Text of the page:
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crises will return, unless something more effectual is done to prevent them than has hitherto been attempted. It remains however to observe, that the whole numbers of imports and exports are little to be relied upon; since cases occur where the value of articles has risen 73 per cent., and the quantity only 2 per cent.; and because the calculations are rendered doubly difficult by the fact that the duties are laid on some articles according to their value, on others according to their quantity, while others again are admitted duty free.

Woollen and cotton goods come mostly from England; silk goods from France; wines from several countries, particularly from France, Portugal, and Spain; figs from Turkey; tea direct from China; coffee from Cuba, St. Domingo, and Brazil.

In several of the states there are many regulations relative to the inspection of articles intended for exportation. They must be serviceable, of good quality, sound, properly measured and packed; and precautions are taken against all frauds in these respects. In Massachusetts* these regulations extend to the quality of the articles, the vessels containing them, and the packing; to marks, stamps, and attestations; and include meat, butter, lard, chocolate, fish, corn, hay, hops, salt, water, powder, wood, nails, oil, paper, leather, ashes, &c.—It is scarcely conceivable how, with such an extensive commerce, all these legal requisitions can be executed.

The legal rate of interest is fixed in most of the states at 6 per cent; it rises however in some of the new states to 10 per cent. Usurious contracts are void, and mostly involve a penalty in addition to the loss of the debt; but nothing is easier or more commont than to evade all regulations respecting the rate of interest.

Note.—In order not to overload the text with figures, I place what follows in a note. According to the Census of 1840, Tucker estimates the value of annual products from

Agriculture at 654 millions of dollars in round numbers.
Manufactures 239
Commerce 79
Mining

42
Forests

16 Fisheries 12 Total

1062

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52, and in 1838 to 49 millions. In the exports the differences were less considerable. Their total value amounted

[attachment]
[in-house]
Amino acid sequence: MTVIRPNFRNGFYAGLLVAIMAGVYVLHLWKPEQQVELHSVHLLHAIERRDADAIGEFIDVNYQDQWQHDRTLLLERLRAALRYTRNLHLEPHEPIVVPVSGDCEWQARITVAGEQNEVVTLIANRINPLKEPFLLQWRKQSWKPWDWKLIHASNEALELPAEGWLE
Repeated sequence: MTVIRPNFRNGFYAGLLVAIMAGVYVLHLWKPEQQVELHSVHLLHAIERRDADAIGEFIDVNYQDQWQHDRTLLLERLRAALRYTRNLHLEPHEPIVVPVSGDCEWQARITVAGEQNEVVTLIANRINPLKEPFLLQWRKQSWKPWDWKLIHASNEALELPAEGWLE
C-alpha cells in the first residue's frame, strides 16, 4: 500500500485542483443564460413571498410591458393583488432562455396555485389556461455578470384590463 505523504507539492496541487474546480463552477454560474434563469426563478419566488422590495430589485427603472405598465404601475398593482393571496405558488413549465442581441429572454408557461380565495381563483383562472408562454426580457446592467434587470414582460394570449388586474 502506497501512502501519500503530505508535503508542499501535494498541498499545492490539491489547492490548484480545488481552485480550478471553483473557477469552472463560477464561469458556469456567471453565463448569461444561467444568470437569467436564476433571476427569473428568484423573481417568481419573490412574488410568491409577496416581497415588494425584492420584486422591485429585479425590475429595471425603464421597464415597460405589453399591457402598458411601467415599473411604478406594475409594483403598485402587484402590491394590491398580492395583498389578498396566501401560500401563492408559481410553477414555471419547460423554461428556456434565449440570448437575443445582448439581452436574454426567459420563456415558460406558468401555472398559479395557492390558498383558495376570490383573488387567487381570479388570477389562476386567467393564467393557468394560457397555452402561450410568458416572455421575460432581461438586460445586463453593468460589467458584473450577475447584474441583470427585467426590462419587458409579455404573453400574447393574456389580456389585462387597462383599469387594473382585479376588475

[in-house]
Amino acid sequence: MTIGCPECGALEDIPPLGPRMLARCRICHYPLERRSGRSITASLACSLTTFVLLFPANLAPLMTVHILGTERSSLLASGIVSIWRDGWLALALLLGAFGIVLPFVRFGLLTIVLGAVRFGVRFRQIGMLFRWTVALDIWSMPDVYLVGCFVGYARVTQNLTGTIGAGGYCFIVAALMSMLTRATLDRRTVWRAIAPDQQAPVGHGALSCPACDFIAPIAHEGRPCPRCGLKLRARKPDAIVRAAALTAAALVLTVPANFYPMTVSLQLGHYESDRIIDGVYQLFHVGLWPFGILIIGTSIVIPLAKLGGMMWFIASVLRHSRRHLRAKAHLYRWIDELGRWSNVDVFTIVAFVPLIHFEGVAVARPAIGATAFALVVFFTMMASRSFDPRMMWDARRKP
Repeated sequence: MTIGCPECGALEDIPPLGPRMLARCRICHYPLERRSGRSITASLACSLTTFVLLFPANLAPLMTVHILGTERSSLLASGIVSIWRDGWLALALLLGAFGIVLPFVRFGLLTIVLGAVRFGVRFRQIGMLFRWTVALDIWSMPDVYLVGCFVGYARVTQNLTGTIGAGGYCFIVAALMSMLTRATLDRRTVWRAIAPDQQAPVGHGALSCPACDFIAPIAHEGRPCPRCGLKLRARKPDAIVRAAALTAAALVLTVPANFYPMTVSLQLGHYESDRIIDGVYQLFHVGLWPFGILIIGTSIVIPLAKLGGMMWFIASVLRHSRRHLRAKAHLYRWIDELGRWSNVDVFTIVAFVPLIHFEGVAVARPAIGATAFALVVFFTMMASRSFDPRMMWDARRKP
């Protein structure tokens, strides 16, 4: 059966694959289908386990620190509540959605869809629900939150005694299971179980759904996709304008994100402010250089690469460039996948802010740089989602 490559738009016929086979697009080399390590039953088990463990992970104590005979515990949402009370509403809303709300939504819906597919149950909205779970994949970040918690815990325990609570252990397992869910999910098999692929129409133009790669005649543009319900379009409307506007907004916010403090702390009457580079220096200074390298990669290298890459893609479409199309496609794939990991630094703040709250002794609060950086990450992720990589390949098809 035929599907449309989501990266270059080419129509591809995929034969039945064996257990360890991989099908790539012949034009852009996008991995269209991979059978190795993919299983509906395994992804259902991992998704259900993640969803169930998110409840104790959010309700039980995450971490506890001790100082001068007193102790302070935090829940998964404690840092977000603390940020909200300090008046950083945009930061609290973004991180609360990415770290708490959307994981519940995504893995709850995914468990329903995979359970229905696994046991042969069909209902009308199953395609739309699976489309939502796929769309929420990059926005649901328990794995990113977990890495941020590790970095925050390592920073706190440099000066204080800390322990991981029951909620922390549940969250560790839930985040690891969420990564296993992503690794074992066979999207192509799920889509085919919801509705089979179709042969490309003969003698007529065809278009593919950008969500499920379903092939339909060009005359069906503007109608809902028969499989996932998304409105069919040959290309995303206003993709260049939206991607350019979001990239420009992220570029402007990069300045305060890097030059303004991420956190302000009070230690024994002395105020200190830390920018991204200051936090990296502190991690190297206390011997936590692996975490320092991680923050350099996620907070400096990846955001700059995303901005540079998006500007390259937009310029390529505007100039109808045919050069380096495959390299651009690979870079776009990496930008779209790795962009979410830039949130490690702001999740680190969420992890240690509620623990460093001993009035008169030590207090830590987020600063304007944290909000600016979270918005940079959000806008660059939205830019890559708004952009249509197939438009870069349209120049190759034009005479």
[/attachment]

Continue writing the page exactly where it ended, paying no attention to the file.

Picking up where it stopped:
in the year 1836, to 128 millions of dollars.

1837, 117
1842, 104

&c.
* And likewise in New York and New Hampshire.
† Martineau, ii. 45.

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There were employed in
Woollen factories ..

.21,342 persons.
Cotton factories....

72,119 Preparation of leather of all kinds ..

26,018 Soap and candle manufactories

5,641 Breweries and distilleries .....

12,223 Glass factories

1,612 Paper

4,726 Printing-offices and binderies..

11,523 Coach, wagon, and agricultural implement making. 21,994 Mills of all kinds ....

60,788 The following is taken from the official report on trade and navigation for the nine months from the 1st of October, 1842, to the 1st of July, 1843: The exports amounted (in round numbers) to.

$84,346,000 among which were domestic articles

.77,793,000 foreign

6,552,000 Of the former there were exported : in American vessels, to the amount of ..

.60,107,000 foreign

. 17,685,000 Of the foreign articles there were exported : in American vessels to the value of..

4,945,000 foreign

1,606,000 The imports amounted to

.64,753,000 in American vessels

49,971,000 foreign

..14,781,000 The tonnage of the whole American shipping amounted to.. 2,158,000 For exportation there are furnished by the fisheries ...

2,112,000 the forests.

3,351,000 agriculture...

.10,919,000 among which are beef, tallow, hides, neat cattle.. 1,092,000 bogs, hams, lard, &c...

2,120,000 wheat

264,000 flour.

3,763,000 ship-biscuit.

312,000 rice

1,625,000 &c. tobacco...

4,650,000 cotton

. 49,119,000 the manufactories of tobacco..

278,000

370,000 distilled liquors

117,000 beer and cider.

44,000

47,000 copper and brass

79,000

492,000 drugs.

108,000 cotton stuffs.

3,223,000 books and maps.

23,000 glass.....

25,000 combs and buttons.

23,000 &c. Of the $77,793,000 worth of exports there went to England

$45,428,000 to all other countries

.32,364,000 among them to the Hanse towns

2,018,000 Prussia ....

222,000

iron......

refined sugars.

lead ....

Cuba....

...

Holland

.$1,698,000 Belgium

1,674,000 France.

.11,934,000 Italy..

541,000 Mexico.

907,000 Brazils

1,568,000 China

1,753,000 Hayti

610,000 Russia

309,000

2,926,000

&c. Of the imports there came from England....

$26,141,000 all ihe English possessions

28,978,000 the Hanse towns...

920,000 the French possessions

7,836,000 the Dutch

815,000 Belgium....

171,000 Cuba ..

5,013,000 Mexico

2,782,000 Brazils....

3,947,000 China..

4,385,000 Venezuela

1,191,000 Chief Exports. Chief Imports. Virginia

$1,954,000 $187,000 Pennsylvania 2,071,000 2,760,000 Maryland

2,820,000 2,479,000
Massachusetts 4,430,000 16,789,000
Georgia

4,522,000 207,000
South Carolina 7,754,000 1,294,000
Alabama
11,157,000

360,000
New York

14,443,000 31,356,000 Louisiana 26,653,000 8,170,000 The number of tons of vessels leaving and entering port amounted in Savannah to 15,444 New Bedford 100,081 Mobile .16,094 Philadelphia

104,348 Norfolk (Virg.) 17,926

New Orleans 149,409
Charleston

20,711
Boston

202,599
Baltimore
74,825 New York

496,965

&c.
The vessels built in those nine months contained 63,617 tons.